Did you know that Howard Lincoln made his name defending Donkey Kong!? In 1981 Lincoln represented Nintendo in a case between the video game giant and Universal Studios, who claimed that DK infringed on Universal's copyrighted "King Kong" likeness. Nintendo won that case, and Lincoln was hired as Nintendo's chief counsel, and later became its chairman. All so we could enjoy flinging bananas at cartoon rats and shit with Donkey, Diddy, and the whole gang.
Anyway, people love simplicity. Simplicity alleviates hesitation, and leads to confidence in action. "Take that bunker", "Get those sales figures up", "that guy's an asshole", etc. Simplicity serves as a way for our brains to put a barrier between the roaring chaos of existence, and gives us a binary. Binaries are so easy.
Howard Lincoln started his time in the Mariner fan consciousness a hero. In the summer of 1992 I, along with hundreds of other little leaguers, put on our uniform, went down on the artificial turf, and shook hands with the members of the new, "local", ownership group as part of a ceremony celebrating that the Mariners Would Be Staying in Seattle(tm). I met Harold Reynolds. He was very nice.
Before anything else happened we should always, always, remember that
George Argyros Jeff Smulyan may have sold the team to owners who would have moved the team out of Seattle, and Howard Lincoln helped pave the way for Nintendo of America to purchase the team. Even with everything that has happened since that day, losing on the field will always beat the hell out of losing the field itself.
It's also worth noting that, similarly to briefly lauded executives like Jack Zduriencik and Tim Ruskell, Lincoln was initially beloved. His appointment to the CEO position in the Summer of 1999 preceded the immediate creation of arguably the four greatest teams in Mariner history. From 2000-2003 the Mariners averaged 98 wins, and in almost any other division/era they would have seen a four year stretch of playoff appearances. Times were good, and Lincoln's steady-eyed leadership was certainly credited as part of the reason.
Then it all stopped. The Mariners were a disaster in 2004, and Pat Gillick stepped down/was let go/didn't see eye to eye with upper management. Lincoln, Churck Armstrong, and the rest of Mariner's leadership selected former Angels' GM Bill Bavasi are Gillick's successor, and from there a steady process was set in place that undid almost every good thing Howard Lincoln had ever done in the eyes of Mariner fans.
It didn't help that as the organization cratered into a trench deeper than Marianas' Lincoln had a penchant for putting his foot in his mouth everytime he spoke in public. After the Mariners became the first 100 loss/$100 million payroll team in 2008 Lincoln famously put himself on the hot seat, giving notice that things had to improve. That was eight years, many hundreds of losses, and zero playoff appearances ago. As recently as last year Lincoln, in what can only be described as a terribly out of touch attempt to connect with fans, claimed that losing seasons had resulted in personal financial loss, as though anyone who just watched Edgar Olmos start for their baseball team in its fifteenth straight losing season gives a shit about the finances of a rich lawyer who looks like this:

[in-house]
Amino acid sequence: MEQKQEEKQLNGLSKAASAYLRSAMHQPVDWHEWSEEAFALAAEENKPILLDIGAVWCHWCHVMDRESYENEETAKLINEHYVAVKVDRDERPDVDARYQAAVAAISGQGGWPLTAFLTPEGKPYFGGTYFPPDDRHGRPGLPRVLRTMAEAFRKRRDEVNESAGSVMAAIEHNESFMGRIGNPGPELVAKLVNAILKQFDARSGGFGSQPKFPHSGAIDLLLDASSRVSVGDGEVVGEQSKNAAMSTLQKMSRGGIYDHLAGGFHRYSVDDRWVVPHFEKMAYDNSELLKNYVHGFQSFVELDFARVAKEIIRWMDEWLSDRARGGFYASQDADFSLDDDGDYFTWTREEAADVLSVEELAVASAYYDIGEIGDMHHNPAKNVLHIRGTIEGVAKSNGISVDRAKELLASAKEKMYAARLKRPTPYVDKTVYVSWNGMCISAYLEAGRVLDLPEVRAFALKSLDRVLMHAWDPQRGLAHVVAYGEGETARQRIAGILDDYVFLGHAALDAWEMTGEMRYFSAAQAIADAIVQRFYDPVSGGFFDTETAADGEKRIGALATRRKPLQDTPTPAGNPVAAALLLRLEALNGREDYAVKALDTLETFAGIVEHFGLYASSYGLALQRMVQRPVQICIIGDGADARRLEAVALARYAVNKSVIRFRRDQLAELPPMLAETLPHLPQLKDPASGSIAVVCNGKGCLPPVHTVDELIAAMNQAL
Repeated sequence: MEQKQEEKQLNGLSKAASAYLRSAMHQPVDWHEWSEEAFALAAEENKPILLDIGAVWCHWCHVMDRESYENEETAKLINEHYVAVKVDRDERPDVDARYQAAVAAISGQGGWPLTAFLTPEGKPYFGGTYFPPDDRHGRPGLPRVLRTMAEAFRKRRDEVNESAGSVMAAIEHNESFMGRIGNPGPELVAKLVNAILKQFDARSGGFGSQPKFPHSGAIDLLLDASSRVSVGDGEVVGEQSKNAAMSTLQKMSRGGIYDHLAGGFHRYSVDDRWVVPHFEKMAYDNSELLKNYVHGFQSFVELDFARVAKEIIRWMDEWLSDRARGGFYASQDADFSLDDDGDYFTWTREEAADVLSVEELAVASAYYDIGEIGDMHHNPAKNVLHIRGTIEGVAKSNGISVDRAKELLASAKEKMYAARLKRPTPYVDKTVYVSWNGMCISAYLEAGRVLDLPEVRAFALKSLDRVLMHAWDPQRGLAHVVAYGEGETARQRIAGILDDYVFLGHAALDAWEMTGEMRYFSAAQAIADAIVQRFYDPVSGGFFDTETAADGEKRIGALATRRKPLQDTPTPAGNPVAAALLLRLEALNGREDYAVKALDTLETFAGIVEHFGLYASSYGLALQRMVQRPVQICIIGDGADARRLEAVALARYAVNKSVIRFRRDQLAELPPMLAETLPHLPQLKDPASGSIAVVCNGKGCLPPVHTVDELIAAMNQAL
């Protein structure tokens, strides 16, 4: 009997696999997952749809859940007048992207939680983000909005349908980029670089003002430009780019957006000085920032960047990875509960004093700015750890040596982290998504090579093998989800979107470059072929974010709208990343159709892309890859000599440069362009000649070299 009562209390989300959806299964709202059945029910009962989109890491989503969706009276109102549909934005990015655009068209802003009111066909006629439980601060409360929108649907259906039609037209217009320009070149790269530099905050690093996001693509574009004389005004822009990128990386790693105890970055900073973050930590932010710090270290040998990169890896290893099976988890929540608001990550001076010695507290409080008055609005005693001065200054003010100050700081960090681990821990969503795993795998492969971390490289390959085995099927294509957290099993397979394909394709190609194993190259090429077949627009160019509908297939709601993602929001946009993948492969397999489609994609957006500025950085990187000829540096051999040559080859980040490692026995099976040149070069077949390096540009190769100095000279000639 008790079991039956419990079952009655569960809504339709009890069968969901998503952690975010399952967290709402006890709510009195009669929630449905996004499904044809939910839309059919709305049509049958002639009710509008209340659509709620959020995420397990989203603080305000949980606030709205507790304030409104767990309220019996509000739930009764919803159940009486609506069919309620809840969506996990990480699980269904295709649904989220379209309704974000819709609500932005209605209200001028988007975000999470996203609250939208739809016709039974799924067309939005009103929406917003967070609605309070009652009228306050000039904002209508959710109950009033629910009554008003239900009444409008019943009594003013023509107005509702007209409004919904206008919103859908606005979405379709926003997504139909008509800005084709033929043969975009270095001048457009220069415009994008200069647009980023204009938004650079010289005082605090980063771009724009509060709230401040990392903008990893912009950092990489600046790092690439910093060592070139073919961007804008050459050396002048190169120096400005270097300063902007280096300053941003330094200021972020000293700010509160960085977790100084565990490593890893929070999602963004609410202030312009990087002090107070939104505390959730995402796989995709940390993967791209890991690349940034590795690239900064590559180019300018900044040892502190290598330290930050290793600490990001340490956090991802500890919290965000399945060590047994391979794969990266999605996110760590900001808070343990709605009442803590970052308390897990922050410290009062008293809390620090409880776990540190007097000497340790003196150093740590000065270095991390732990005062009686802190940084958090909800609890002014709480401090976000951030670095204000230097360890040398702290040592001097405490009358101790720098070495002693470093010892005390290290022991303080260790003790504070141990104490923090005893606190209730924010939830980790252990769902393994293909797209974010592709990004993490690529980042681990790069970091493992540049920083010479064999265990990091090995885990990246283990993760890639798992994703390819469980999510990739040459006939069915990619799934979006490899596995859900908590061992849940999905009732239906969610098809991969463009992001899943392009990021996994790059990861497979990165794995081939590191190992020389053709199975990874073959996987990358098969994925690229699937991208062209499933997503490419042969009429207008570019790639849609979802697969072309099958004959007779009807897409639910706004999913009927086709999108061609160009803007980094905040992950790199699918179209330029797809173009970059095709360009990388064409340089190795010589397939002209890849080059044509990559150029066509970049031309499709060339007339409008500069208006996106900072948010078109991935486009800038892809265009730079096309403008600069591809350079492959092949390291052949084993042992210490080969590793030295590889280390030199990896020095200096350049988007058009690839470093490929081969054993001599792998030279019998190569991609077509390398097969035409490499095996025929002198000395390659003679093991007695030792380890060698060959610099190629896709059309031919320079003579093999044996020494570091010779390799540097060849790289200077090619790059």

Mostly though, Howard Lincoln was a totem for fan rage. He was a whipping boy, a scapegoat, an easy target. Focusing anger towards the very top of a failing organization is simple, and thus we rally to it with shocking speed and fervor, just as we give those same totems and figureheads far too much credit and praise for success.
We don't know much about his successor, mobile phone billionaire magnate John Stanton, and change can be scary. I assure you, as someone whose memory extends beyond Lincoln's tenure, that ownership and baseball executives can get worse. Far worse. But by and large, at least for 2016, I imagine that things with the team will be mostly unchanged. We may see a shift in the way the organization communicates on issues like the Seattle Arena project, and if Stanton has an ounce of sense on the value of goodwill he'll immediately lower beer prices at Safeco. But baseball operations, for the foreseeable future, should go on without noticeable change.
Many Mariner fans have no memory of rooting for the Mariners without Howard Lincoln. We gave him many titles over the years: Savior, genius, cheap ass, odious businessman, con artist, out of touch old man. All of those are true, and none of them are. The headline of this article will (hopefully) attract a lot of people to this post. It's designed to do so, and it uses extremes and opposites to that effect.
The truth with Howard Lincoln though, on the day he announces his retirement, is the same as it is with absolutely every single one of us: It's just not that simple.
Well holy crap this is a little bigger than originally announced
Nintendo of America plans to sell a majority of its interest in the #Mariners to other members of the current ownership group.— Seattle Mariners (@Mariners) April 27, 2016
Nintendo of America will retain a 10% stake in the team. Remainder of its holdings sold to other members of First Avenue Entertainment LLLP.— Seattle Mariners (@Mariners) April 27, 2016
Stanton officially replaces Lincoln. Nintendo sells majority stake in team but retains 10%. Lincoln retires. Stanton takes seat as owner.— Mike Salk, 710 ESPN (@TheMikeSalk) April 27, 2016
Essentially, Stanton now is the "owner" of the Mariners.— Mike Salk, 710 ESPN (@TheMikeSalk) April 27, 2016